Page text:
Migrants not interested in Commonwealth or Republic status; emotional and intellectual investment largely focussed towards their financial security.
Melbourne, July 5: Most newly-arrived migrants and refugees believe in low taxes, leaving the GST rate where it is and that Australia is still a land where hard work is rewarded, according to a new survey.
While taxes and GST rate high on migrant’s opinion, yet majority did not have a view on whether Australia should become a republic, within respondents from more than 30 countries.
A whopping 41 per cent weren’t sure, while 35 per cent of respondents favoured Australia becoming a republic, but 24 per cent said we should keep the status quo.
Commissioned by settlement agency AMES Australia, the survey concluded that migrants believe in climate change, putting the environment before the economy, affordable health care and marriage equality, the survey found.
When asked about aspects of Australian society, a majority – 52 per cent said Australia should have marriage equality while 30 per cent were against the move.
The survey, titled: ‘Political Opinions: Findings from a short survey of AMEP students’, asked a series questions about Australia’s economy, government and society of more than 300 new migrants studying advanced levels of English.
The survey found that most respondents – 40 per cent think high taxes hurt the economy while 25 per cent said they didn’t and 35 per cent weren’t sure.
The highest number of respondents – 46 per cent said a 15 per cent GST was not reasonable while 20 per cent said it was.
And 47 per cent of respondents said Australia should raise taxes on the rich while 28 per cent disagreed.
An overwhelming 84 per cent agreed that Australia was “a land of opportunity where if you work hard you will have a better life” while just 6 per cent disagreed.
But 45 per cent said that a strong economy was not more important that environmental issues while 35 per cent said it was.
The survey found 84 per cent agreed that Australians should have a right to affordable health care.
“Little wonder then that Labor’s Medi-scare campaign worked in Election 2016”, said Dr Bhanupriya (last name withheld) of Melbourne.
“The expectation from the government support system by new migrants is evident in the survey figures”, including the 49 per cent who agreed that government should help needy people even if it meant Australia going deeper into debt; compared to 34 per cent who disagreed.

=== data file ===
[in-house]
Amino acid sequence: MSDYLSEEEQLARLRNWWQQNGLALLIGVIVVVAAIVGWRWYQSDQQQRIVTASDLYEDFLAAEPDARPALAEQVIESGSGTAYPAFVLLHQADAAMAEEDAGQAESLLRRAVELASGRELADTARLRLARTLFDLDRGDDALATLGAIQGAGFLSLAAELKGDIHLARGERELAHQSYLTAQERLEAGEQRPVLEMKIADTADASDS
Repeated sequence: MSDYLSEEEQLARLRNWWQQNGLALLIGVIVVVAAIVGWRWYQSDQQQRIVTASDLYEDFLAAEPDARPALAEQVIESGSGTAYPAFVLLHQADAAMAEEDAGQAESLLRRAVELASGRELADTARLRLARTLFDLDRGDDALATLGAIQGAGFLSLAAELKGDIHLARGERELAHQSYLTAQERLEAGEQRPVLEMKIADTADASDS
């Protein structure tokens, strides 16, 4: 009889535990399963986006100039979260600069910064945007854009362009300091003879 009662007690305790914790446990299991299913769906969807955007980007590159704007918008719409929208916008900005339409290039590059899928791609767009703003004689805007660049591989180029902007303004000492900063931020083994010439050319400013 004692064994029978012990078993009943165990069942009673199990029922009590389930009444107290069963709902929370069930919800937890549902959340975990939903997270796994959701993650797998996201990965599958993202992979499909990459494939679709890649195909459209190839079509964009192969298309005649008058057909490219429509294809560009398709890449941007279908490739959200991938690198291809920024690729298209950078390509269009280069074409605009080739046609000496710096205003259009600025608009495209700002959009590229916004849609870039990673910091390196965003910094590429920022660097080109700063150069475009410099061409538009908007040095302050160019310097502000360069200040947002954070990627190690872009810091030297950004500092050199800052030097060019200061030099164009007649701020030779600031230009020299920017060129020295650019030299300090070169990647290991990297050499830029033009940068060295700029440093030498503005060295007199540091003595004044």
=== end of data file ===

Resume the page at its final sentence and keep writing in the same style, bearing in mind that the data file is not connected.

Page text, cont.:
A general conclusion drawn from the survey showed that
- Australia’s health-care system was an incentive for migrants to Australia, and that
- most new comers’ emotional and intellectual investment was largely favoured towards their own financial security in Australia.
AMES Australia CEO Cath Scarth said the findings were interesting.
“What this survey shows is that new-comers to Australia care about the country and have an investment in the society and its success,” Ms Scarth said.
Ms Scarth believes that the survey showed that “Australia’s civic society; our democracy and our institutions are important for migrants”.
However, her belief was in contrast to AMES survey’s own figures where a majority of migrants did not have a view on whether Australia should become a Republic or remain part of the Commonwealth.
The survey however, recorded figures in favour of marriage equality and climate change but showed heavy reliance on health-care and supporting needy even if that meant Australia would be deeper in debt.
The survey exemplifies refugee Hashmat Najid who voted for the first time in his life in the 2016 federal election.
The 22 year old is an ethnic Hazara and would never have been allowed to vote in his homeland of Afghanistan nor in Pakistan where his family sought refuge from the bloody Afghan civil war.
“It’s important to me that I can vote because this country has a very good political system where everyone is equal,” Hashmat.
Hashmat’s view on Australia’s debt levels and its credit rating or Commonwealth status was not recorded, although Australia’s government supported education system and issues of immigration and refugees are important for Hashmat.